Brexit Bulletin: Get On With It


310 Days to Go

Today in Brexit: Boris Johnson sets out his demands for Brexit, and warns the new Irish backstop proposal needs to be limited in time so Britain can press on with forging its own trade policy.

Foreign Secretary Boris Johnson told Prime Minister Theresa May to “get on with” Brexit, setting out a list of demands for what a good divorce would look like.

In an exclusive interview with Bloomberg’s Tim Ross in Buenos Aires, Johnson said May must ensure that the U.K. takes back control over its tariff regime and gains the power to break away from European Union regulations if it chooses. If the final Brexit deal doesn’t deliver these conditions, it will fail to give the public the clean break from the bloc that it voted for, he said during a five-day tour of Latin America.


“The prime minister is the custodian of the plan, which is to come out of the customs union, out of the single market and to get on with it, to get on with that project with all convenient speed,” he said.

#lazy-img-327973326:before{padding-top:66.64999999999999%;}Boris Johnson in ArgentinaPhotographer: Pablo E. Piovano/Bloomberg


Just as negotiations in Brussels turn to the thorny question of the Irish border on Wednesday, Johnson raised questions about May’s compromise proposal, which would avoid a policed border on the island by keeping some EU rules as a last resort. The problem for Brexiters is that it could keep Britain tied to the bloc’s regulations for years after the split. May was attempting to break the deadlock over how to manage the border between the Republic of Ireland, an EU member, and Northern Ireland, which is part of the U.K.

May forced her Cabinet last week into the compromise, despite objections from Brexit-backing ministers including Johnson. It’s meant to be a backstop, an insurance clause, but Brexit supporters fear it’s a backdoor route to keeping the U.K. shackled to EU rules. If the U.K. is tied to the EU tariff regime, it can't go out and make trade deals with new countries, which Brexit campaigners promised would be a dividend of the divorce.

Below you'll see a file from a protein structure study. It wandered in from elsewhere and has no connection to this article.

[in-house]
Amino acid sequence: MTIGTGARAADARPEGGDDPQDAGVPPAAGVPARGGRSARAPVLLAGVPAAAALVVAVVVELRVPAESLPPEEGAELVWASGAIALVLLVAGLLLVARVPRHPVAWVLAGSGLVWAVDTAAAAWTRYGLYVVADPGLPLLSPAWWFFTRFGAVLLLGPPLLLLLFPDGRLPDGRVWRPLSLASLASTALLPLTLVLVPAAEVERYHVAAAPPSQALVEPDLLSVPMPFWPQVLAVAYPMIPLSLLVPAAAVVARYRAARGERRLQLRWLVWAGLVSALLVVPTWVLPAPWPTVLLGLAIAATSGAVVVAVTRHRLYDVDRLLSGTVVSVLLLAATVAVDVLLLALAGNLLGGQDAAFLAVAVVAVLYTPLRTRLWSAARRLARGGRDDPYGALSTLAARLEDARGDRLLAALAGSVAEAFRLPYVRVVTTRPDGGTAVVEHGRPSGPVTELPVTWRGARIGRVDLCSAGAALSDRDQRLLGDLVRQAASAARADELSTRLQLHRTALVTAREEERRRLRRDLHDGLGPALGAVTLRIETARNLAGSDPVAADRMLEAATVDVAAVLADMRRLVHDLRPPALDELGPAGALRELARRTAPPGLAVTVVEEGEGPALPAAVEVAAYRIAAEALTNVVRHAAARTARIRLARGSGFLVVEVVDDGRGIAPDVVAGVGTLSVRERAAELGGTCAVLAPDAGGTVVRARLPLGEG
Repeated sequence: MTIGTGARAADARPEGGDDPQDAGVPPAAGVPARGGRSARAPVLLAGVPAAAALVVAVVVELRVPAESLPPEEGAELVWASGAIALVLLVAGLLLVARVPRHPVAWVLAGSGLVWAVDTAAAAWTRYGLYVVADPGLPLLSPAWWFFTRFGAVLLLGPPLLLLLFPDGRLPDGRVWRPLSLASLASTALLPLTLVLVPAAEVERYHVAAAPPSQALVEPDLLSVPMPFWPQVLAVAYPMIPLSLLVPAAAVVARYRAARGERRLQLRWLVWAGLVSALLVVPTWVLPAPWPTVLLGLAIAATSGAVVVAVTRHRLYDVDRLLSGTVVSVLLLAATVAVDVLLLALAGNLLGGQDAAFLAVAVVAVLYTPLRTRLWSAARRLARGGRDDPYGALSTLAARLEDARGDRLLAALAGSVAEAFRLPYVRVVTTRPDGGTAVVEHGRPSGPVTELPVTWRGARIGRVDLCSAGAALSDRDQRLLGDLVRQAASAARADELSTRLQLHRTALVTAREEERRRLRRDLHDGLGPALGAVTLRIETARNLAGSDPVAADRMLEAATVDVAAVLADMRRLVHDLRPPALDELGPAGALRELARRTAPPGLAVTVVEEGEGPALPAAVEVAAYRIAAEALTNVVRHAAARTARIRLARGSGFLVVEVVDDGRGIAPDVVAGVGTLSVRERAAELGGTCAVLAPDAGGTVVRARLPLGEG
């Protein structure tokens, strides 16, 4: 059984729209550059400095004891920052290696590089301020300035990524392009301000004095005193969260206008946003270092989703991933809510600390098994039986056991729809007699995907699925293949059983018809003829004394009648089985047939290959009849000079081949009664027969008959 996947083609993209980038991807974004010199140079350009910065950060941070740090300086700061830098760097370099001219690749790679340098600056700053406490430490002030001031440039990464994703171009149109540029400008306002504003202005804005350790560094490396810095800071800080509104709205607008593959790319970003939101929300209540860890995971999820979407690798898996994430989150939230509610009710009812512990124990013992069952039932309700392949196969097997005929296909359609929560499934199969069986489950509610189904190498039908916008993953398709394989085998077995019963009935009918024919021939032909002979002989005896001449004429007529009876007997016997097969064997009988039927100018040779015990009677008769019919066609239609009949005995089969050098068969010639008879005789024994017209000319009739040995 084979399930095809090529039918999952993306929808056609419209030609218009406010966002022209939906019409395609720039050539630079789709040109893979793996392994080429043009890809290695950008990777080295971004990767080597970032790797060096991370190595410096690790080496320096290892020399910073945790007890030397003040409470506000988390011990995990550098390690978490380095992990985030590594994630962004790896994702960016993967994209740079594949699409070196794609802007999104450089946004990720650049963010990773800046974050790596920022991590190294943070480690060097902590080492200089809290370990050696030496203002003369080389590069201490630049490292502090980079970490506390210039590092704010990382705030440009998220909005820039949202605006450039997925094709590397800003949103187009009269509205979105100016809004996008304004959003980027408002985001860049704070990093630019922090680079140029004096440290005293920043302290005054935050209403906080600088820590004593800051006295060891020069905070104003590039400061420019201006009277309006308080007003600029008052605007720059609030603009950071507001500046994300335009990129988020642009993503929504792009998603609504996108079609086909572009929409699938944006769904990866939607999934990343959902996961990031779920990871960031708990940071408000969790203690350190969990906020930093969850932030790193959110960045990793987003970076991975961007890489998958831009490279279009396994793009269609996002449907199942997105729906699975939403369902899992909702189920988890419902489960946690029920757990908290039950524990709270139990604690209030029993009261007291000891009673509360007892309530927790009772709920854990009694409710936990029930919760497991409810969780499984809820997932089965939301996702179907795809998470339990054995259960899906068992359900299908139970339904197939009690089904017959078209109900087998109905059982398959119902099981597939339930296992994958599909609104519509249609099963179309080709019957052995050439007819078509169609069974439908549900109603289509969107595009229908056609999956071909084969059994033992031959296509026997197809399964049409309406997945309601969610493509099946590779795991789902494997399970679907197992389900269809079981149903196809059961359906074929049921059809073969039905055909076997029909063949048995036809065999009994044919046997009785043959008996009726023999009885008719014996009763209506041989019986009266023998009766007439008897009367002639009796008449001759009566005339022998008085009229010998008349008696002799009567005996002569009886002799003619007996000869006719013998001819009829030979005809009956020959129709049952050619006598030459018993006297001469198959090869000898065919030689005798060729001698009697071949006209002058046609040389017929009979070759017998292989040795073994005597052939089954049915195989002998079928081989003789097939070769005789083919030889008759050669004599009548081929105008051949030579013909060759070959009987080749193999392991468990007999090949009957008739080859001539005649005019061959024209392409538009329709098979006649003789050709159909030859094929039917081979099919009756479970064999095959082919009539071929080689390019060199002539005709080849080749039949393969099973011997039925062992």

Johnson was clear that he doesn’t want Britain to operate under EU tariffs for a moment longer than necessary, and he called for more clarity on how long this backstop plan would last. “It’s important for people to have a sense of when it’s going to happen and to be able to do it as fast as is reasonably possible,” he said.

May is seeking to break the deadlock in talks so that progress can be made ahead of a crunch summit in June in Brussels. The EU has made threatening noises about what will happen if there’s no advancement on the Irish issue. But it’s not just the Brexiters who don’t like May’s compromise. Brussels isn’t sold on it yet either.

Johnson, who led the campaign for Brexit, has been putting pressure on May since she named him to the Cabinet she formed shortly after the June 2016 referendum. She needs him there to reassure Brexit voters that she’s delivering the divorce they were promised. If he resigned it would send a message to those voters that she’s betrayed the Brexit cause.

But will he quit if May doesn’t do what he wants? He wouldn’t say.

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